The Irish playwright Oscar Wilde regarded theater as “the greatest of all art forms, the most immediate way in which a human being can share with another the sense of what it is to be a human being.” Nowhere is this sense of communion more evident than in the community theater. The Peoria area is home to the fourth-oldest company in the nation and boasts a long, storied history of community theater. This summer, watch the stage come alive in central Illinois!
Conklin’s Barn II Dinner Theatre
The month of July brings the farewell production of Forever Plaid at Conklin’s Barn II Dinner Theatre. The musical comedy tells the story of four high school friends trying to rectify their aspiring music careers from the afterlife. Nearly a dozen years after its initial premiere, the theater will present its final performances of the musical comedy from June 11th to July 19th.
For Marketing Director Pat Gaik, the play has had a long history at Conklin’s. “Plaid was first performed with this same cast in November/December of 1997 and then was held over twice a month on Thursday nights for nearly two years.” By her count, after this final season, Forever Plaid will have been performed more than 200 times at the theater.
Next up for Conklin’s will be Unnecessary Farce, with performances from July 23rd to September 13th marking the comedy’s premiere in Illinois. It follows two police officers trying to uncover an embezzlement scheme involving the mayor and his accountant. The situation becomes more complicated when the mayor’s wife and the Scottish Mafia become involved.
The “Barn” has been home to the unique dinner theater since 1975, when founder Chaunce Conklin purchased the land including the round, domed building and put “the beef on the buffet line and the hams on the stage.” What had originally been a ring to show livestock became a dining area, and the hayloft was converted into a balcony. It was voted “Best Dinner Theatre” by readers of Illinois magazine and has been selected by Travelocity.com as one of its “Local Secrets, Big Finds.”
Corn Stock Theatre
Corn Stock is Peoria’s only outdoor community theater-in-the-round, located in the rich greenery of Upper Bradley Park. Founded in 1954, the charter group of 70 members produced its first performance, Gigi, at Detweiller Park, before moving to its current home two years later.
The summer season is a busy one for Corn Stock staff and volunteers. From May to September, it produces five different shows, ranging from musical comedies to dramas. Each production is given a nine-day run, and performances take place under the theatre’s famous blue-green canvas tent. More than 100 volunteers contribute to the summer play season, donating their time and skills to make the productions possible.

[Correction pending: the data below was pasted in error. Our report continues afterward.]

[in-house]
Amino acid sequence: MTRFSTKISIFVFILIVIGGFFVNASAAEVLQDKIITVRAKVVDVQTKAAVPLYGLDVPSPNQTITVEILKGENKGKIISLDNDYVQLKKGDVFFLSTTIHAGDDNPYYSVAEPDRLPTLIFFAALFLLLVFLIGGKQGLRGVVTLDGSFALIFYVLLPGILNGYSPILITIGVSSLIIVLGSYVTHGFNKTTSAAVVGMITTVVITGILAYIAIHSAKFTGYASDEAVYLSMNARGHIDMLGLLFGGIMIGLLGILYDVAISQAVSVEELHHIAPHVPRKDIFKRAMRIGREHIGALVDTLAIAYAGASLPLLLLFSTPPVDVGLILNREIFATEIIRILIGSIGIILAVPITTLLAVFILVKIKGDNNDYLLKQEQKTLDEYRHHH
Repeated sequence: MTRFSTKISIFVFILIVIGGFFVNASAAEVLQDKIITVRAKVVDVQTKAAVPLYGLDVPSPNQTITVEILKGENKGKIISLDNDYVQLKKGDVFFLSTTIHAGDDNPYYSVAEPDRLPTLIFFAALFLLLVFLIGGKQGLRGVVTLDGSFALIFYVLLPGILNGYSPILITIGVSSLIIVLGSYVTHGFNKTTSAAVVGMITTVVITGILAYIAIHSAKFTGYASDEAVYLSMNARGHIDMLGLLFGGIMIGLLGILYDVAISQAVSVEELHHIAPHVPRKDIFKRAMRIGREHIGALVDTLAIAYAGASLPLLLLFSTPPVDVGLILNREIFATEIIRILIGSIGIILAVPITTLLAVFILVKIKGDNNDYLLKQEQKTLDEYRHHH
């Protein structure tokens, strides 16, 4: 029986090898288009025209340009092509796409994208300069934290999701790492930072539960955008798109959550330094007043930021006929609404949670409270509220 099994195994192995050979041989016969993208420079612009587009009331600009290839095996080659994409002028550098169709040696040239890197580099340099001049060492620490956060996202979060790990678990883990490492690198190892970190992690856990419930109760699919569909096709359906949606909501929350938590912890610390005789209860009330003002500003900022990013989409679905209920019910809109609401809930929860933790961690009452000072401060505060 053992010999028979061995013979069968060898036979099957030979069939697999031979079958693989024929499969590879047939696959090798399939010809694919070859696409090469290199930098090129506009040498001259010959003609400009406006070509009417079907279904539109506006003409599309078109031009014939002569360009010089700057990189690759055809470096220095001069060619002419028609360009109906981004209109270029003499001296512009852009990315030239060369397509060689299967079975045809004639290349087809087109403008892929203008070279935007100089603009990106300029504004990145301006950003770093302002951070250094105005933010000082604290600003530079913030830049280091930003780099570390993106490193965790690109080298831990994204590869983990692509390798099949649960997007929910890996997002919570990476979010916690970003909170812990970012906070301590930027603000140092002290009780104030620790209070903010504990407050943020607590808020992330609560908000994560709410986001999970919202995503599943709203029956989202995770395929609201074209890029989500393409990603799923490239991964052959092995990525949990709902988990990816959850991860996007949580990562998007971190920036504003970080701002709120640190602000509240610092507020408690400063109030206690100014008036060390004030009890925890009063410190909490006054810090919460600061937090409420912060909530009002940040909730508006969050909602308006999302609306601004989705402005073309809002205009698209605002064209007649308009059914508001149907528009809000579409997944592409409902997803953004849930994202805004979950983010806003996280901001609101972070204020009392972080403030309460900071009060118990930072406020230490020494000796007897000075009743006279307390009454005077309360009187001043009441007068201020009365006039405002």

On the heels of performances of The Producers and Rumors, the fun continues in July and August with three shows to round out the summer season. Directed by Corn Stock Manager Cindy Hoey, Once Upon a Mattress is a musical retelling of the Hans Christian Andersen fairy tale, The Princess and the Pea. For Hoey, the draw of the musical comes from its roots. “They’re our myths. The Greeks had their myths they built shows on, and fairy tales are our myths that we use,” she said. It will run from July 10th through the 18th.
Next up is Harvey, the Pulitzer Prize-winning comedy about Elwood P. Dowd and his imaginary friend, a six-foot-tall rabbit. Directed by Sean Howell, Harvey has been an audience favorite for years, and the beloved 1950 film adaptation, with Jimmy Stewart in the lead role, is considered one of the all-time greats. It will run from July 31st to August 8th.
The final play of Corn Stock’s 2009 summer season is Dames at Sea. Directed by Mike Reams, it will play under the tent from August 21st to 29th. It’s a production filled with nostalgia, according to Hoey. “It’s a fairly new title. It was written in the 1960s, but the style of it is the musicals of the 1930s—the tap dancing, chorus girl musicals.”
The story of Eastlight Theatre is indeed one of community collaboration. It was formed through a unique agreement among the City of East Peoria, the Fon du Lac Park District and East Peoria Community High School. These three entities joined together to further the quality of life in the area by offering first-rate family entertainment. Not only does Eastlight produce professional-quality productions, it also offers seminars, drama camps and workshops.
Arc Light Productions was formed in Glasford in 2007 by Jeff Driscoll and Rachel Waters as a means to promote theater and the performing arts in the local community. Its first production of Robin Hood featured a cast of 36 and drew about 200 audience members each night. Last year, Arc Light produced a stage version of Get Smart.